Structure is important. Draw up an outline of what you’d like to speak about and bring it along so you don’t get too off topic. I’ve seen too many great beekeepers put even adult audiences to sleep because they spend too much time on one subject. When it comes to structuring your talk for kids, try to be flexible with the information you plan to give them so that you can elaborate on things they seem to find interesting or shorten up your points when they are losing interest. If you see their eyes glazing over, try to break up the presentation with a question to the audience, a personal story or a fun fact.
One trick that I use especially for children is to include games and short activities. This breaks up the information they are trying to absorb, but it also helps them remember what they learn. I ask the kids make a buzzing noise while holding their mouths to their arms so they can feel the vibrations bees make to communicate with each other. I have them pollinate imaginary flowers with glitter. I challenge them to find the queen in one of my poster images, a game I call “Queenspotting”. (This game is also extremely popular with adults, with whom I play regularly on my Instagram account ). If I notice the kids getting restless, I will skim over some of the subjects so that we might do another activity. This wakes the kids up and gets them interested again.
I always end my class presentations with a longer game that teaches kids about how the beehive operates on the whole, called The Story of Bees. I sometimes use the promise of this game to motivate kids to listen during the presentation, telling them about the fun game we will soon play and warning them that they won’t understand it if they are not paying attention now. The game tells the story of a swarm of bees and allows the children to physically act out their roles in the hive. They are all assigned worker bee jobs and led by the queen they perform the various tasks that make up the work of the colony. They get to run, buzz and dance their way through hive life. It helps to connect them to what they have just learned and leaves lasting impression on them.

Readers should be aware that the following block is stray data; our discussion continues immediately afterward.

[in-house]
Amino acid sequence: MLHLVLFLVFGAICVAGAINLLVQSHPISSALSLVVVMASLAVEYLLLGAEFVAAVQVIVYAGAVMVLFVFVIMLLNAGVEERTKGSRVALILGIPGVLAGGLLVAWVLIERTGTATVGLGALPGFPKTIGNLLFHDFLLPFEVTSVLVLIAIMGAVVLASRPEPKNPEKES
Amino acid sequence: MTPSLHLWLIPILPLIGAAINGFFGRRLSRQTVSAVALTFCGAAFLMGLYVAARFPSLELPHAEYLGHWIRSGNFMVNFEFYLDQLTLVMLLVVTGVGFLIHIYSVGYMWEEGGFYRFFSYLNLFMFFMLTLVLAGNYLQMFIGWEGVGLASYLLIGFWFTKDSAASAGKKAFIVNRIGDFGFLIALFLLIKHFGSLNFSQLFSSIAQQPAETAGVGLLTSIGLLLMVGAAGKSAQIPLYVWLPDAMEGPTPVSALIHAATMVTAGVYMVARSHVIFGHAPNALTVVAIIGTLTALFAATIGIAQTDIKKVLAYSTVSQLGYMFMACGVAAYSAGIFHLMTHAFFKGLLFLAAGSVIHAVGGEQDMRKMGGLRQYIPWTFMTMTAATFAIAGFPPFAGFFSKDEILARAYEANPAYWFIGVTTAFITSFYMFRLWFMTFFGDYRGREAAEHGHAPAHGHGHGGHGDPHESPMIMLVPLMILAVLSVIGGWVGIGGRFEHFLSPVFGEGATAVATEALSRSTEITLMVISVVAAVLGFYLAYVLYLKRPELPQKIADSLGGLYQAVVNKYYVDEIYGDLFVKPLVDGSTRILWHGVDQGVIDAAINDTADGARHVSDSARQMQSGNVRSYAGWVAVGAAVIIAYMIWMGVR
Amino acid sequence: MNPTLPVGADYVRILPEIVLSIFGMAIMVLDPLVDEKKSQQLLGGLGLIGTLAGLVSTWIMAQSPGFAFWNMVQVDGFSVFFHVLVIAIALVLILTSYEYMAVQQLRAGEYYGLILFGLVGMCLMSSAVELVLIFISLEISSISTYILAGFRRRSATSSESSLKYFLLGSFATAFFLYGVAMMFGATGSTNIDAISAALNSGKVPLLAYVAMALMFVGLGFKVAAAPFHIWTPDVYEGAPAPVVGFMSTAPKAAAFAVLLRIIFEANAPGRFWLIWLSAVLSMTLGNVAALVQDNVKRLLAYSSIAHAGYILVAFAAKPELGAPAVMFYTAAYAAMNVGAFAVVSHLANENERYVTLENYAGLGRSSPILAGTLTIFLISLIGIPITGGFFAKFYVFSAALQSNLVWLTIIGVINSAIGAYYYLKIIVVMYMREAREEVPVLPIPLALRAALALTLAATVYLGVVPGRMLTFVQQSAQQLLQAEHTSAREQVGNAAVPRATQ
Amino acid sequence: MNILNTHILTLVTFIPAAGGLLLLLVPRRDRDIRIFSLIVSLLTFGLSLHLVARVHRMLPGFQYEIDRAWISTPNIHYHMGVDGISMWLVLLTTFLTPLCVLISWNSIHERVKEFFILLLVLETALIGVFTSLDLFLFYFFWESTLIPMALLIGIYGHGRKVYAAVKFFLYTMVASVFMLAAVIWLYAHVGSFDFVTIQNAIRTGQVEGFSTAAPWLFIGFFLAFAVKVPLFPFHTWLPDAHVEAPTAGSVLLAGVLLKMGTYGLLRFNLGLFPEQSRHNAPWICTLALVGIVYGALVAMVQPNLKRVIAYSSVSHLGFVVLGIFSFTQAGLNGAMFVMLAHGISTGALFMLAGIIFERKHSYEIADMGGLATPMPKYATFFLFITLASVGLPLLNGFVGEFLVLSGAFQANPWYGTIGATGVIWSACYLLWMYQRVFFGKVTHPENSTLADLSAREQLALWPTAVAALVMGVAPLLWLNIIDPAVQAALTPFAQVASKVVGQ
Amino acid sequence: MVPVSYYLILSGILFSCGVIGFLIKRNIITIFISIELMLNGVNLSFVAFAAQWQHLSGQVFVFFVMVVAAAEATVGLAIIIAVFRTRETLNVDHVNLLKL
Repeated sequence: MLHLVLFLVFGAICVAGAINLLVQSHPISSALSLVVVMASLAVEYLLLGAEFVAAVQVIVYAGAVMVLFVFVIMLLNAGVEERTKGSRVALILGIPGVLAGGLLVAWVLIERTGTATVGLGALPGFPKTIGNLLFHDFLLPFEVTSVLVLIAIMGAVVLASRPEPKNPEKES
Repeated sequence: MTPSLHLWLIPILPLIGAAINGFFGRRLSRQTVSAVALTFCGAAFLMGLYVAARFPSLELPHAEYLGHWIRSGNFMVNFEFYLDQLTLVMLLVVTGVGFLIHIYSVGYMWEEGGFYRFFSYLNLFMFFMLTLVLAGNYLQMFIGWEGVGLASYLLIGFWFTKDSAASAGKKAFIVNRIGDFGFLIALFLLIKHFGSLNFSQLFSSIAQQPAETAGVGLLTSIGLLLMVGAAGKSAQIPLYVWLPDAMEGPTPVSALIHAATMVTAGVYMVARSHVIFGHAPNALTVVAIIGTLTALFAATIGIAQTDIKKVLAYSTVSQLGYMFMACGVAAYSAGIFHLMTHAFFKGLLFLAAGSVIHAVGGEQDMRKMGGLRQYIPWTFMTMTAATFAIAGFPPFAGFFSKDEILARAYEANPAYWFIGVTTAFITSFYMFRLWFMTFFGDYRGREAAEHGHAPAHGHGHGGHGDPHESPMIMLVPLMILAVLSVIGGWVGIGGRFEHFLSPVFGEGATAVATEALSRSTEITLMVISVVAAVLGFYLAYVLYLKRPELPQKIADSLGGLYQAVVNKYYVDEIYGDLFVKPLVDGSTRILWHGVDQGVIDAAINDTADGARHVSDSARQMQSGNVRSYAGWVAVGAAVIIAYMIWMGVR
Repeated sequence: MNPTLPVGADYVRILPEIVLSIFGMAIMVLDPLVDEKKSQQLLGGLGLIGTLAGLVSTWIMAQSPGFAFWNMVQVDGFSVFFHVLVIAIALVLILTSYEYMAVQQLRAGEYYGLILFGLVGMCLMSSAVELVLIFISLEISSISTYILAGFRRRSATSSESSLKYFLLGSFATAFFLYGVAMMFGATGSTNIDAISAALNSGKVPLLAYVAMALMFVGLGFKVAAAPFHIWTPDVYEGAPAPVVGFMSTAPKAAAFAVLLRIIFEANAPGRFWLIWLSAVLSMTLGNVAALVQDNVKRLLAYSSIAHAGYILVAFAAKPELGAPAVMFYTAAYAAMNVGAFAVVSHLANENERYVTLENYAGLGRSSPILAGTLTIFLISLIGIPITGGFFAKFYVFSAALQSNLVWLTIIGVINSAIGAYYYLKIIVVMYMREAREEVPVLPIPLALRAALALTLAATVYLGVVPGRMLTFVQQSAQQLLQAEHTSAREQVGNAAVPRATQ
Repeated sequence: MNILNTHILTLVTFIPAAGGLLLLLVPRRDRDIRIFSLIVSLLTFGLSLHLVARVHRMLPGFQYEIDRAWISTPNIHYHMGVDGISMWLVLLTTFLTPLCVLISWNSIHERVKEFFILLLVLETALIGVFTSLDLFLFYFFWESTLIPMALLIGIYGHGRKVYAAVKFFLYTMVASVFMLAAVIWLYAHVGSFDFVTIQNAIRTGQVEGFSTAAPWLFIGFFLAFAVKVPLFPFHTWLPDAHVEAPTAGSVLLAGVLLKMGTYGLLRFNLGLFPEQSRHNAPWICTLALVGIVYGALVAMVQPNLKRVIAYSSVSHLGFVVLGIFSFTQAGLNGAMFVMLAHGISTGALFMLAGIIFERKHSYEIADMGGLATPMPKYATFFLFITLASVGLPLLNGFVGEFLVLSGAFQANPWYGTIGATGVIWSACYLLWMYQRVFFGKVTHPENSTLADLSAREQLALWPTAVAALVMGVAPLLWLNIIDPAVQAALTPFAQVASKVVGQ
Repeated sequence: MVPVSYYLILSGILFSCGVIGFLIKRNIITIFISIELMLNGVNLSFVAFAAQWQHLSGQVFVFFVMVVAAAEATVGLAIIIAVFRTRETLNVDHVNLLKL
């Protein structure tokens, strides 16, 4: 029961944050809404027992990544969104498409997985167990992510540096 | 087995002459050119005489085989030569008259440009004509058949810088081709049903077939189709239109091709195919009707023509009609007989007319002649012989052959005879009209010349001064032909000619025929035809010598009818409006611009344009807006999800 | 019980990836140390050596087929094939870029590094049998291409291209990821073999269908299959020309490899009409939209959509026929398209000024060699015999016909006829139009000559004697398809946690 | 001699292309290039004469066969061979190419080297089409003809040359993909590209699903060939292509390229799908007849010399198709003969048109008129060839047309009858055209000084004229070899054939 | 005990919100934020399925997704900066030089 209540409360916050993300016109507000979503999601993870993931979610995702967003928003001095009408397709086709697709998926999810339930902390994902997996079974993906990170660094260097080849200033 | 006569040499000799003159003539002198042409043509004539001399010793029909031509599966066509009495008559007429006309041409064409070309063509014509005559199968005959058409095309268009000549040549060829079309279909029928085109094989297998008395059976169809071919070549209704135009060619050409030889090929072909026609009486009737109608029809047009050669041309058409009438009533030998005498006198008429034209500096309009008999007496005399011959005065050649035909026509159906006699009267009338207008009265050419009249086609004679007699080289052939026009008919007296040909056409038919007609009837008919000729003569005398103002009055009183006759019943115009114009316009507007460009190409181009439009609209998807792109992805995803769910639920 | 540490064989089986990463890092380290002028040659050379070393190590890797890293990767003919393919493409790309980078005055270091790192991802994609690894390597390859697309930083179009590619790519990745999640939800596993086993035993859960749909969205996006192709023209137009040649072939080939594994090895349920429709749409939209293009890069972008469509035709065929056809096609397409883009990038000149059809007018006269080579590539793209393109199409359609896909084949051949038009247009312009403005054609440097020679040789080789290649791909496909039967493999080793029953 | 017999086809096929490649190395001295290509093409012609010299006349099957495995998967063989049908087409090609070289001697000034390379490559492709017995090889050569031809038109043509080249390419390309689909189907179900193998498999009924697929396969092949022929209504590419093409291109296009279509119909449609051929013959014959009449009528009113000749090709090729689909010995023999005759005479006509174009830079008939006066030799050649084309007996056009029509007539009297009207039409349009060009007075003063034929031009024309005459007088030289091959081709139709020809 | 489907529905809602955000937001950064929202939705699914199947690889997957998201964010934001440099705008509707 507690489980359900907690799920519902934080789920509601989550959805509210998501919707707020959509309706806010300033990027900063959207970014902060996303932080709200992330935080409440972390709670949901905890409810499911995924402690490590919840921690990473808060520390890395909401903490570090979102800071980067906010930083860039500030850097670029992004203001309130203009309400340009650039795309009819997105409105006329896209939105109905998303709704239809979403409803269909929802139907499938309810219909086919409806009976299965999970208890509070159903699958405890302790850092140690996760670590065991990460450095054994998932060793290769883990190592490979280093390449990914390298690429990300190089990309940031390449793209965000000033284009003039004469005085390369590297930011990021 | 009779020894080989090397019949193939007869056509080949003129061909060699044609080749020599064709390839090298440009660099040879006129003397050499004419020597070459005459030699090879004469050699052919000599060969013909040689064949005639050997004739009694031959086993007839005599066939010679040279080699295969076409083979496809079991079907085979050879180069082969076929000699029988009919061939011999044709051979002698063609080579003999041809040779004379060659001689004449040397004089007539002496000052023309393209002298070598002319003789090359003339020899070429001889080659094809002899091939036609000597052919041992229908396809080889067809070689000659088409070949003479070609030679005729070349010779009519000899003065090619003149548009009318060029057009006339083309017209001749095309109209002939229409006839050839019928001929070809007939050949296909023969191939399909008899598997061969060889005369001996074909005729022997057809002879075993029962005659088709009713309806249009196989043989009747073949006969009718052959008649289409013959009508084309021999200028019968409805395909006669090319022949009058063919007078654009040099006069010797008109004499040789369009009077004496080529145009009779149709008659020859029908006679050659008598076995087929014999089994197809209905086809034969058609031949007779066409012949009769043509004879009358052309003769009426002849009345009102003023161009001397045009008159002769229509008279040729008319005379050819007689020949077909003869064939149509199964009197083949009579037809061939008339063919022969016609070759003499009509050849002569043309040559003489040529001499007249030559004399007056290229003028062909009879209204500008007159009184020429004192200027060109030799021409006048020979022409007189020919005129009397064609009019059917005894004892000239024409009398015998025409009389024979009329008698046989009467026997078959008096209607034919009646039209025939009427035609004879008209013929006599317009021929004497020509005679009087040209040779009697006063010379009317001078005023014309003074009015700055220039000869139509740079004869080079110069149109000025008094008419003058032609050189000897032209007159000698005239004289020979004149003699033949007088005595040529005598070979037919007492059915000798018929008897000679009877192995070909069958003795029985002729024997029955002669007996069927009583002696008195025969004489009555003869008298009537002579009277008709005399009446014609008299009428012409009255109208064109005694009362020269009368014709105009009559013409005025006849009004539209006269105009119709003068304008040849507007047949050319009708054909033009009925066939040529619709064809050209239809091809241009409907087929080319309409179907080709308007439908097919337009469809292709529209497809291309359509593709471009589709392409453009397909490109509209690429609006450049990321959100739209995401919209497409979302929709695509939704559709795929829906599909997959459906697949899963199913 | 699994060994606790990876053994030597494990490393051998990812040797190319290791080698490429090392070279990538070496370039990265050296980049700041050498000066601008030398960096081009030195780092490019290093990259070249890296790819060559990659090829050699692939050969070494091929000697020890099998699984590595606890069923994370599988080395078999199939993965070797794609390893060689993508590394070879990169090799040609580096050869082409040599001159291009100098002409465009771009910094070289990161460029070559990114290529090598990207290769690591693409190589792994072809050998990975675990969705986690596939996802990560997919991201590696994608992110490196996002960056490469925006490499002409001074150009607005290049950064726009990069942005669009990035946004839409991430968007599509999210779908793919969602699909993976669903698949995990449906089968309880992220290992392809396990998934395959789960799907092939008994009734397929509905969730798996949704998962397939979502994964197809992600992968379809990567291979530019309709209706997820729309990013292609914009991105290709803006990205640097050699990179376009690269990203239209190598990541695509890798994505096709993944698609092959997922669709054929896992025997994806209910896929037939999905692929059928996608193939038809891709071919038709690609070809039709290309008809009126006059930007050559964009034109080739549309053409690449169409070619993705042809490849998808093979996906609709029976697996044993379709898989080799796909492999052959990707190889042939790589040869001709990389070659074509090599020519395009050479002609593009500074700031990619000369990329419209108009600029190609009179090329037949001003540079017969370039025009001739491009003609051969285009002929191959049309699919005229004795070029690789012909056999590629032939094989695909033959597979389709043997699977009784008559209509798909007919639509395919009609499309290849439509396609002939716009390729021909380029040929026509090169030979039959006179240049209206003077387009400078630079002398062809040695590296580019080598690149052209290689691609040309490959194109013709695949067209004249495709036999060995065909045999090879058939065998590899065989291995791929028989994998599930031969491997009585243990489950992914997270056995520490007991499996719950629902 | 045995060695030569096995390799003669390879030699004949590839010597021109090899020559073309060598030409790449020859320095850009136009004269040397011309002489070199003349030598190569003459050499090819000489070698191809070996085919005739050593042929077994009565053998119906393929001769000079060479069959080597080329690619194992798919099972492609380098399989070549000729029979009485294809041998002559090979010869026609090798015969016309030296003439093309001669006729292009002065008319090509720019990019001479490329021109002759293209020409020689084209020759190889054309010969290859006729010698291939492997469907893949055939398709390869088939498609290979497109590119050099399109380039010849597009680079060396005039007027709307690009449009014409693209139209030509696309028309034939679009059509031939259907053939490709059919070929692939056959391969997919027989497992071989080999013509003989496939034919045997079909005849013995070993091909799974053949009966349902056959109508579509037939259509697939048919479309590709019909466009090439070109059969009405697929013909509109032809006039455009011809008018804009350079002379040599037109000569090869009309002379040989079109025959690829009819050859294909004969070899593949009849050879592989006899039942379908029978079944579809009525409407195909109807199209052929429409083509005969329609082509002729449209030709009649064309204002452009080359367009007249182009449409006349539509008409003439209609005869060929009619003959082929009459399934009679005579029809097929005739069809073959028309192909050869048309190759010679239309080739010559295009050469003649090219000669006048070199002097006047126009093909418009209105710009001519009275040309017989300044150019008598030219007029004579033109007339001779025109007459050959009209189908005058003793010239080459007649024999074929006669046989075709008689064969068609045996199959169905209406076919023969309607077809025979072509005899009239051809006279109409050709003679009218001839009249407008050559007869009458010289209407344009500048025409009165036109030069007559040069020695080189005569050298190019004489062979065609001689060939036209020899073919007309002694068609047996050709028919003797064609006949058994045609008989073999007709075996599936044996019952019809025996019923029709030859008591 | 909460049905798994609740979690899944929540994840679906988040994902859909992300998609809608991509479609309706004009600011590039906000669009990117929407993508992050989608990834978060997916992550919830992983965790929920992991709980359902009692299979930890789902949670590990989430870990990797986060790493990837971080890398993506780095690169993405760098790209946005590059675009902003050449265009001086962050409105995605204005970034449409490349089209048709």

The more excited children are, the easier it is for them to get off track. It is not uncommon for them to erupt with excited chatter after I have shared a particularly cool fact or finished a short game. When this happens, don’t be afraid to take control. Ask the teacher before your presentation begins what method they use for recalling attention. They often have repeat after me phrases or hand signals that will bring the classroom back under control. You can also motivate their good behavior with the promise of a honey tasting at the end. If need be, you can remind them that they will only get to taste honey is they can pay attention now.
Outside The Classroom
An even more exciting way to teach children about bees is to suit them up! I often do private beehive tours for small groups of children. They absolutely love getting in the bee suits and learning about bees while we look inside the hive and it makes for some great photos. It can be helpful to do a short presentation beforehand so, they have a better idea of what they are looking at when we open the hive and can ask more educated questions. Make sure they are suited up properly and understand the rules before you take them over to the bees. I often worry that the kids will get rambunctious around the hives, but am often supposed by how calm and engaged they are. The bees seem to have a hypnotic effect. Take the time to show them small details. I always like to point out the foragers returning will pollen pants on so, the kids can watch for that. You can play a real life version of Queenspotting or watch a new worker emerge form her cell. Are you ready to take some kids into you apiary? Adorable child sized bee suits are now available in my shop!